Kofi Annan, who served as secretary-general of the United Nations when the group overwhelmingly supported the 2003 U.S. war in Iraq, claimed at the Munich Security Conference that the United States is to blame for the creation of the Islamic State (ISIS).
Annan also asserted that he was always in opposition to the Iraq war.
“The folly of that fateful decision was compounded by post-invasion decisions. The wholesale disbandment of the security forces, among other measures poured hundreds of thousands of trained and disgruntled soldiers and policemen onto the streets,” said Annan of the post-invasion strategy.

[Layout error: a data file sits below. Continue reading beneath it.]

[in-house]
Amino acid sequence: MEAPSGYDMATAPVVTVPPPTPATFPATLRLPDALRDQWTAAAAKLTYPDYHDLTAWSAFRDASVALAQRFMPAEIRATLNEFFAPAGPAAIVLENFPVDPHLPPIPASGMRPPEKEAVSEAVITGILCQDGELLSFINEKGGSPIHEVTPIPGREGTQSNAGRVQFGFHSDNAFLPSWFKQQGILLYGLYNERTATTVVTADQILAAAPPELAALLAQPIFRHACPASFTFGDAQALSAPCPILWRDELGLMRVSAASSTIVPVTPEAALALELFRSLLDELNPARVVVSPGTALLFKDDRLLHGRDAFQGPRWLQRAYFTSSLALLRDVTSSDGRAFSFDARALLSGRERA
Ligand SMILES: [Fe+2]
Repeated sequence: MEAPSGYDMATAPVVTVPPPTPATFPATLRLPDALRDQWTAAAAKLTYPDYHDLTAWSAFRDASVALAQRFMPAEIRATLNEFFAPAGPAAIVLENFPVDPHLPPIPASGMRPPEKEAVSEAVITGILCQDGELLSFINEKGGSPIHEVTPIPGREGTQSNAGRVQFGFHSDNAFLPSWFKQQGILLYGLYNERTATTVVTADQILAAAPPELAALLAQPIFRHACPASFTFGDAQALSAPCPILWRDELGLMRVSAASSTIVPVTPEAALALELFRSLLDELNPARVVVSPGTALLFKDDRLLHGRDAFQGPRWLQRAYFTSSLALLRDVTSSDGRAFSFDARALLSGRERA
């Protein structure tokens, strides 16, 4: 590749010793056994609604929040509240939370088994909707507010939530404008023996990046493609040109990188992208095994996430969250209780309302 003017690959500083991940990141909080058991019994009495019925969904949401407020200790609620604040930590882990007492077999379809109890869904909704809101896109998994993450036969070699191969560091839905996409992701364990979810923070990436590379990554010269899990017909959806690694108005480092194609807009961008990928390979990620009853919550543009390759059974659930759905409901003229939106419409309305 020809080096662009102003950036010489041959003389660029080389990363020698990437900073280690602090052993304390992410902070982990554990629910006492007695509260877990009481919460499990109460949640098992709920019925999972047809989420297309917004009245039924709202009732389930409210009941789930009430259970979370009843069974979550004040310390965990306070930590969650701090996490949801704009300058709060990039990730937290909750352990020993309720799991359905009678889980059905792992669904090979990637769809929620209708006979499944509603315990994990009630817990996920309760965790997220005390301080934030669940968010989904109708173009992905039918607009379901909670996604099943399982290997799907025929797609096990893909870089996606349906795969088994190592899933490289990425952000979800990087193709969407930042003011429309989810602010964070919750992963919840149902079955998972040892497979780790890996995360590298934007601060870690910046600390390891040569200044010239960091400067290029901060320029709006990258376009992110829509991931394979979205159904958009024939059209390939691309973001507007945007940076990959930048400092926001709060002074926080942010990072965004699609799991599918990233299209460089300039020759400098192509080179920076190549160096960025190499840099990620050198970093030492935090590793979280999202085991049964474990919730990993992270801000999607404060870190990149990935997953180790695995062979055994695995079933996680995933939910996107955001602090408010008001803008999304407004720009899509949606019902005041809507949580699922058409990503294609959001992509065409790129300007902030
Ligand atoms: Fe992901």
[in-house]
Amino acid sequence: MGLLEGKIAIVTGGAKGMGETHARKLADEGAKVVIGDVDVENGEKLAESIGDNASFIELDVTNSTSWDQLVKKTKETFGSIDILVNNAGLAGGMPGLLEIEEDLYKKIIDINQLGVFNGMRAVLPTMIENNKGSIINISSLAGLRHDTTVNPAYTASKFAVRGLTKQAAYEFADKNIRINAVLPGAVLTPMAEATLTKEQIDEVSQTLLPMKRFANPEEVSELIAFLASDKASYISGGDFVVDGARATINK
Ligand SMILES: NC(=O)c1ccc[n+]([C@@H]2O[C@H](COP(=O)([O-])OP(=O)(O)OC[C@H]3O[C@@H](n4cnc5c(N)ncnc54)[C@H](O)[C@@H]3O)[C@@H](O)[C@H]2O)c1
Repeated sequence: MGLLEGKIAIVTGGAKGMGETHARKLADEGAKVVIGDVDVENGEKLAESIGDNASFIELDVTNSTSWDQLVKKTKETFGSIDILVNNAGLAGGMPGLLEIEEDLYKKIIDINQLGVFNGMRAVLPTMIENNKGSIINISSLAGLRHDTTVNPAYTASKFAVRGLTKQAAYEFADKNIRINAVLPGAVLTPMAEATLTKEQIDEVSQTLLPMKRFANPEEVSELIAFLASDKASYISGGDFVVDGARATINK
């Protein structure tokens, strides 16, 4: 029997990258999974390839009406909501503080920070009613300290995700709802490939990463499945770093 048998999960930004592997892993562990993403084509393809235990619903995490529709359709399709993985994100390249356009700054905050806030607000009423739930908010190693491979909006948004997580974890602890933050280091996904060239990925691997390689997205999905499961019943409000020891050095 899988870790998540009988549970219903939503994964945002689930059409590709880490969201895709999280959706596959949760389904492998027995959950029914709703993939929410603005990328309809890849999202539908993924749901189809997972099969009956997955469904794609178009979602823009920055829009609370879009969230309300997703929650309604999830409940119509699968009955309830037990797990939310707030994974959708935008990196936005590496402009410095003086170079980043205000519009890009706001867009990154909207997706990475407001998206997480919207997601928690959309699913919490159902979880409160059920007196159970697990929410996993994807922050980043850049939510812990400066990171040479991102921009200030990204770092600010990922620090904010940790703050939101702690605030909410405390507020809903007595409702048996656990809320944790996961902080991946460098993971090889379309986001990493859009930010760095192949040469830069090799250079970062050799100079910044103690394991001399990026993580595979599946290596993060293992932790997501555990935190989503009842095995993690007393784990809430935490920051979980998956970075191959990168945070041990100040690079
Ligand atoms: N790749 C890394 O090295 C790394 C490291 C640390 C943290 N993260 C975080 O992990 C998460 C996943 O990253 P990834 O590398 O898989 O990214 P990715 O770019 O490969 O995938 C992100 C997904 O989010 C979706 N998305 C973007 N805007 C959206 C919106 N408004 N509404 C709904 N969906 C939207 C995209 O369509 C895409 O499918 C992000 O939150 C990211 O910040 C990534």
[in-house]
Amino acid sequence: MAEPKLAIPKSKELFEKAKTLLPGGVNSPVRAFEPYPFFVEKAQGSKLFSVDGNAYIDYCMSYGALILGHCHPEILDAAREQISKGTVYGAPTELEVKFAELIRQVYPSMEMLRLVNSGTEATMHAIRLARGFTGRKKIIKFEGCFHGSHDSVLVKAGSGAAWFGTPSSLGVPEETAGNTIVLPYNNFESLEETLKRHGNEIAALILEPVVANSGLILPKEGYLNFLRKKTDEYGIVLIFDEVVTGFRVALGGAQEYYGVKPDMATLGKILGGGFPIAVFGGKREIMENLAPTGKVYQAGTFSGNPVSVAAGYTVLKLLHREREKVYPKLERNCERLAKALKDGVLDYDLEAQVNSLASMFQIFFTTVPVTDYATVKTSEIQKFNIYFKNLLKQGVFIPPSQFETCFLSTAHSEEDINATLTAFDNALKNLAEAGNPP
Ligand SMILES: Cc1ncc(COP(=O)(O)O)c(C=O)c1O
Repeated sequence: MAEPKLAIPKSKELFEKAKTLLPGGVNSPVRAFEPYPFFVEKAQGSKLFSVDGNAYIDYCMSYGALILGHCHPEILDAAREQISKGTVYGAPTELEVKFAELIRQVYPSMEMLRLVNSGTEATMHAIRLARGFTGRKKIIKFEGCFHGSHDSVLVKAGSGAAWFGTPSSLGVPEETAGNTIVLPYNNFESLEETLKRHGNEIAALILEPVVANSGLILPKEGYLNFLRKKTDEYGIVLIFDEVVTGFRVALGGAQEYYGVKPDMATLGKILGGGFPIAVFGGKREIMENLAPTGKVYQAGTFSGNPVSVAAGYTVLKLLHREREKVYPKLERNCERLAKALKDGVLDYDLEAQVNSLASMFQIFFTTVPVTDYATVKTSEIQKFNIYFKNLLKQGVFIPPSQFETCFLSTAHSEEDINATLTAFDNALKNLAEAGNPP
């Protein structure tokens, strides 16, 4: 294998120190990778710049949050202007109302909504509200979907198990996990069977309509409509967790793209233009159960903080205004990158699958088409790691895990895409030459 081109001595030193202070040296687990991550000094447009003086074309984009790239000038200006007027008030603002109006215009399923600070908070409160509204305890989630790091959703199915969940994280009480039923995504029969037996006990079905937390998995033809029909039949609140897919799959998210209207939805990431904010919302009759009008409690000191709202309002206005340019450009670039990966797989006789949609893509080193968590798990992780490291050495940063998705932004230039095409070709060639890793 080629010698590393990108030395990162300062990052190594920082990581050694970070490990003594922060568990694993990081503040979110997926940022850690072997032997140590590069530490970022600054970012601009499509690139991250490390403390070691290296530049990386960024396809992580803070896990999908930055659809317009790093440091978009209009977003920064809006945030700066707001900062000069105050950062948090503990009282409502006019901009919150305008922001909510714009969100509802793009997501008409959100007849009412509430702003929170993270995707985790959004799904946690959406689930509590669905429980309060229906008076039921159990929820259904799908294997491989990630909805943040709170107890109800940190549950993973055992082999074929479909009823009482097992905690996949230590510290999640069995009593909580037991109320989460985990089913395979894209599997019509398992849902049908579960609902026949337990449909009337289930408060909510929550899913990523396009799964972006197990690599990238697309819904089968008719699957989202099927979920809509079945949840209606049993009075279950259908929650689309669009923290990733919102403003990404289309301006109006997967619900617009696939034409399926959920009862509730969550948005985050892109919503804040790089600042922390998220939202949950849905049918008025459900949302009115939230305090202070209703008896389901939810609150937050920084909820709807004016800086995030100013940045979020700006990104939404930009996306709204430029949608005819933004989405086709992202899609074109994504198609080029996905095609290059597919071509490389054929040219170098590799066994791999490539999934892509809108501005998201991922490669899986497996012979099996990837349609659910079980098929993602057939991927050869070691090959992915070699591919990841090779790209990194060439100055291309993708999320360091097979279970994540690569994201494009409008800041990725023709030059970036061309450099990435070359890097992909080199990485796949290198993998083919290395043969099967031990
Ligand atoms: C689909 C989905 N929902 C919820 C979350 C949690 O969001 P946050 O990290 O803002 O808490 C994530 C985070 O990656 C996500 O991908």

“The ensuing chaos has proved an ideal breeding ground for the Sunni radical groups that have now coalesced around the Islamic State label,” he further stated.
Mr. Annan said that combating the ISIS problem requires a long-term strategy, claiming that “there are no quick fixes or easy solutions,” reports Rudaw.
Another factor for regional instability was the Arab-Israeli conflict, added the former UN chief.
He warned, “The radicals are leading the Middle East astray if they think that their ideology will restore the Muslim world’s erstwhile greatness. On the contrary, world history teaches us that closed societies decay. Open societies are the ones that prosper.”
In concluding his speech, Annan suggested that “the Middle East must adapt, change, and build a future” based on “peace and security, inclusive development, the rule of law, and respect for human rights.” He added, “If it does so, then I believe the majority of the people of the Middle East will not be sorry to see the end of the Middle East as we know it.”